New York

Walter de Maria, Mark di Suvero and Richard Serra

Noah Goldowsky Gallery

Three sculptors of notable talent fill out the restrained space of the Goldowsky front room. Two of them, Walter de Maria and Mark di Suvero, are familiar enough to be, in the present review, almost overlooked. By far, the freshest figure is a newcomer from the West Coast called Richard Serra. In the face of the current trialogue, Serra appears to link certain of the effete literary qualities of de Maria to the male principle of di Suvero. Of the three, Serra provides the most exciting contrasts of medium and literary undertone.

The featherweight is surely Walterde Maria. His floor piece, a sleek channeled swastika plus gliding steelie is such a swish impersonation of épater le bourgeois that one can only regard it as an offensive piece of puerile affectation. The di Suveros suffer of course for being small. Some are ship cable and steel wire mobiles and others randomly permuteable, although di Suvero’s aggressive manner, his chewed-up steel passages and elementary folksiness all contrive to dissuade one from jogging the pieces.

The major work of the show is an untitled unit of nine sections by Serra. The piece is made out of a highly eccentric substance, floppy rubber, in a range of earthen and putty-like color. Each unit, like a thick, flaccid harness, is itself composed out of about a dozen belt-like lengths. Yet the floppiness, and despite our great sense of its flaccidity, is artfully controlled. Each element has been carefully, if improvisationally, fixed together with a multitude of bent twopenny nails. The unit appears to form random patterns, yet each position is fixed and duplicatable. In this respect they call to mind the punched-up toughness of a Chamberlain. The fixity of each work is underscored by an extraordinary neon counterpoint. In the case of the nine unit assemblage, a meander of blue neon, an erratic gesture trace, both firm line and insubstantial luminosity. This paradox is akin to the solid rubber material which provides one at the same time with the impression of chaotic softness. Serra employs this rich paradox in still other large untitled “S and M” rubber belt intermeshings. In one he plays off a seismographic neon warp against a flaccid body of rubber woof. In another, a straight horizontal of red orange neon is garnished over with wraith-like unpeelings of ghostly bandages of kneaded rubber erasers.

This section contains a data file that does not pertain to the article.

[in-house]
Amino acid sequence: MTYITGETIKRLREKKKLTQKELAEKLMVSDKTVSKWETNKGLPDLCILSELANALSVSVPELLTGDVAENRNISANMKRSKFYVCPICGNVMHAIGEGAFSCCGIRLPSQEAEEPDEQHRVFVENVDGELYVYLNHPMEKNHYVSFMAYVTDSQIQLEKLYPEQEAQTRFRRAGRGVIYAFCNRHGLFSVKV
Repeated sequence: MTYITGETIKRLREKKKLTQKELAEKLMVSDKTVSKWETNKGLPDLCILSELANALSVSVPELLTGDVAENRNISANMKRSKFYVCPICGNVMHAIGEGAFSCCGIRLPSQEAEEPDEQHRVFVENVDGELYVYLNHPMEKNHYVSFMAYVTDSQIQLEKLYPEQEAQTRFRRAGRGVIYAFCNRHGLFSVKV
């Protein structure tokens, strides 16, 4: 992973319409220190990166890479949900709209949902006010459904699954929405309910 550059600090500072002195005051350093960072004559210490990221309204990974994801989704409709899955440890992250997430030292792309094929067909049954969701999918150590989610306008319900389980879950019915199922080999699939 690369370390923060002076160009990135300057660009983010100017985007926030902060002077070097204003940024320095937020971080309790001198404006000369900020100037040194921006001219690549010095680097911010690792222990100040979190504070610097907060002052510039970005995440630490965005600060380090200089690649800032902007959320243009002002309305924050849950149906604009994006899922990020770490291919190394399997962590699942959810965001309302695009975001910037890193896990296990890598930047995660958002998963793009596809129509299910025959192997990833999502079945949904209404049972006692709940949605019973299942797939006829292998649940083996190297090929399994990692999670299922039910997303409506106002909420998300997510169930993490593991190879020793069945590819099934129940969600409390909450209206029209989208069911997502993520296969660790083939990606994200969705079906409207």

Rubber in various states is Serra’s preferred medium. A strong and didactic work presents a wall size expanse of a hard, bituminous matter and approximates in shape a stiff and shabby rectangle. Little or no attention is given to the larger spread of the substance, a disdain which oddly reminds one of the dim surfaces of Clyfford Still or the drab skin of certain Newmans. At the edges, little flange like “hinges” and other peripheral encrustations indicate the artist’s acute artistic sensibility. The rubberoid development at the edges also brings to mind the marginalian preoccupations of recent Olitski—though in a thoroughly anti colorist and anti colloidal way.

Serra’s pieces are still troubled by how they hook up to the electricity source. He solves the fuse-box problem by frank exposure—but one still does not quite know whether or not to include it in the total figuration of the piece as a kind of Johnsian environmental clue or to cut it away from the work with a superb Noh refusal to see what is patently before one’s eyes. The problem is still unsolved but meantime Serra has made a brilliant back door entry into the middle of the New York parlor.

Robert Pincus-Witten